Alabama Alligator Hunting This Summer
History Channel’s popular TV show, Swamp People, spurred an interest in ‘gator hunting throughout the country. Luckily, if you’re an Alabama resident who’s interested in giving alligator hunting a try, you don’t have to head to Louisiana or Florida. In fact, you can bag an alligator here in your home state this summer.
Alabama residents looking to hunt alligators can do so with a special permit. Hunts are allowed in specific areas within the Mobile-Tensaw Delta, west central Alabama, and southeast Alabama for a few designated days in August. Those hoping to tag an alligator must register online at www.outdodoralabama.com.
Keith Gauldin, wildlife biologist with Alabama’s Department of Conservation and Natural Resources, says the year that Swamp People debuted, the number of alligator permits almost doubled and continues to steadily increase each year.
If you’re interested in hunting Alabama alligators, visit Outdoor Alabama for regulation and application instructions.
“Alligators must be captured and brought up to the boat prior to shooting the animal,” Gauldin says. “The alligator must be restrained with a noose or snare secured around the neck or leg before it is dispatched.”
Capture methods are restricted to hand-held snares, snatch hooks hand-held or rod/reel, harpoons with attached line, and bowfishing equipment with line attached from arrow to bow. Using bait with hooks is not allowed.
Although gator hunting in portions of the state is legal, that was once not the case.
“The American alligator was once on the endangered species list do to unregulated alligator harvest throughout the South in the 1920s, 30s and 40s,” Gauldin says. “The alligator was threatened with extinction, so in 1938, Alabama took action and became the first state to protect them.
Other states followed the lead and in 1967, the U.S. Fish & Wildlife Service placed the American alligator on the Endangered Species List. After two decades of protection, the alligator was able to rebound. In 1987, it was removed from the Endangered Species list, but remains federally protected.”
Alabama’s population has increased by leaps and bounds to the point that they pose a nuisance in many areas of the state. For this reason, regulated gator hunting has been implemented on a small scale to help control the population and better manage this unique reptile.
One of the largest reptiles in the world, male alligators can grow to 19 feet long and weigh over 1000 pounds. Females tend to be smaller on average. As most people know, alligators are covered with large horny plates, which protect them from predators and other alligators. They have five toes joined by webbing at the base of their front legs and four webbed toes on each of their back legs. Their eyes, ears and nostrils are located on top of their broad head, so they can use them without completely submerging under the water.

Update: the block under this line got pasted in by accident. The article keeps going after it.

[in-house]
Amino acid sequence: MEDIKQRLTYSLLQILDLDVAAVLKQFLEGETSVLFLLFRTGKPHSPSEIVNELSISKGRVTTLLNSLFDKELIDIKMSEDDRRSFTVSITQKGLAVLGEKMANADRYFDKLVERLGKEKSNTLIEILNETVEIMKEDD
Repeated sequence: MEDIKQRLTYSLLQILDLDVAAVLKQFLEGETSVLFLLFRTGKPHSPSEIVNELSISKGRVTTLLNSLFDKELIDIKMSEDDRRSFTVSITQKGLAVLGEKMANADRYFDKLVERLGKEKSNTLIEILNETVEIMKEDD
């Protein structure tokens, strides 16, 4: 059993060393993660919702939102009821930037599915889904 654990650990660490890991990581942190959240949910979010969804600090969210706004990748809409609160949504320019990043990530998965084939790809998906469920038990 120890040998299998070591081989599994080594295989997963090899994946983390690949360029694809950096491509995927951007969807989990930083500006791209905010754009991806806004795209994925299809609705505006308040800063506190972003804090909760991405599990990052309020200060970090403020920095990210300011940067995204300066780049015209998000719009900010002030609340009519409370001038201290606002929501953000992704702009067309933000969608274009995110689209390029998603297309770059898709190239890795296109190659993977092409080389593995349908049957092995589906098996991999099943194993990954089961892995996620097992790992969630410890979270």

Alligators have special valves that close their ears and nostrils when they’re submerged, allowing them to remain underwater for 45 to 60 minutes. Their tales usually measure at least half of their body length and are laterally flattened, which helps propel them through the water. Large jaws with 80 teeth help them capture and kill their prey.
American alligators make their home in freshwater swamps, marshes, rivers, lakes and streams. They prefer water sources that do not dry up in the summer and provide an abundance of food.
Adult alligators feed mostly at night on fish, birds, snakes, turtles and small mammals. Young alligators will eat insects, worms, small fish and frogs. Alligators can’t chew their food, so they must swallow it whole or in large chunks.
Alligators ambush their meal as it passes by, grabbing and drowning it. They’ll drag large prey underwater and lodge it beneath a log or large object and return to finish it off later. Since they can’t swallow their prey underwater, they must return to the surface to consume it.
An adult gator can go weeks without eating in the winter, but will eat 20 pounds a week during warm weather.
The alligator’s mating season begins in April and lasts through May with breeding occurring in open water. After she conceives, the female will build a nest of vegetation and mud where she’ll lay 30 to 70 eggs. She’ll cover the eggs with a mound of vegetation that will serve as an incubator. The temperature inside the vegetation mound will determine the sex of the young. Higher temperatures produce males and lower temperatures produce females.
After nine weeks, the eggs will hatch, and the young will make a squeaking sound, which stimulates the mother to break open the nest and lead them to the water.
Approximately nine inches long at birth, the young will remain with their mother for 18 months until she hatches the next year’s litter.
Alligators will grow about one foot per year for the first four years of their life. They become sexually mature when they reach approximately six feet long, with males reaching sexual maturity earlier than females because they grow faster.
Alligators are one of Alabama’s most impressive creatures and a true conservation success story. If you’re interested in hunting one of these gnarly ‘gators this summer, register online and learn the dos and don’ts of gator hunting in Alabama.
This article first appeared in the June 2013 print issue of Great Days Outdoors Magazine. For more great hunting and fishing content for the deep South, subscribe to Great Days Outdoors print and digital editions or click the image to download this issue.